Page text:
Amazon Significant Seven, November 2007: Adrian Tomine draws his mid-twenties slackers with an impeccable, exact line for every slumpy gesture and cultivated rumple. In Shortcomings, this ex-wunderkind tackles a book-length comic for the first time after three collections of stories, and his maturity shows not so much in the ages of his characters, who are still slackly wandering, dropping out of grad school or managing a movie theater, but in his calm and masterful handling of his story, in which vividly individual characters wander through the maze of imposed and self-generated stereotypes of Asian and American identities (the title is a wry allusion to one of the most enduring of those assumptions). Never has that old commonplace that the personal is the political seemed more paralyzing, and more true. --Tom Nissley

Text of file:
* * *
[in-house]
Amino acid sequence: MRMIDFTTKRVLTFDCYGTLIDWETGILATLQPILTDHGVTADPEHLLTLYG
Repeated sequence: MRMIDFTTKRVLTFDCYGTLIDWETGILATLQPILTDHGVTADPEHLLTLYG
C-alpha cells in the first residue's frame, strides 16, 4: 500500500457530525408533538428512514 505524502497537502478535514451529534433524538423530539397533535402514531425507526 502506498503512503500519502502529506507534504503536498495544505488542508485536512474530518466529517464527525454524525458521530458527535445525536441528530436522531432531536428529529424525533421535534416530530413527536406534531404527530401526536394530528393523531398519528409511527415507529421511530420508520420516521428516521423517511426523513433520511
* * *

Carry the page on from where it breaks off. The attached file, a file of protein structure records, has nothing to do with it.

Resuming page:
The 2007 New York Times Book Review Notable Book now in paperback
Lauded for its provocative and insightful portrayal of interpersonal relationships, Adrian Tomine’s politically charged Shortcomings was one of the most acclaimed books of 2007. Among many interviews and reviews in outlets around the country, Tomine was interviewed by Terry Gross on NPR’s Fresh Air and also in The Believer, New York magazine, and Giant Robot. Shortcomings landed on countless “best of” lists, including those in Entertainment Weekly and The New York Times; was praised by Junot Díaz in Publishers Weekly; and was the subject of a solo review in The New York Times Book Review that drew comparison between Tomine and Philip Roth. The groundbreaking graphic novel now returns in paperback.
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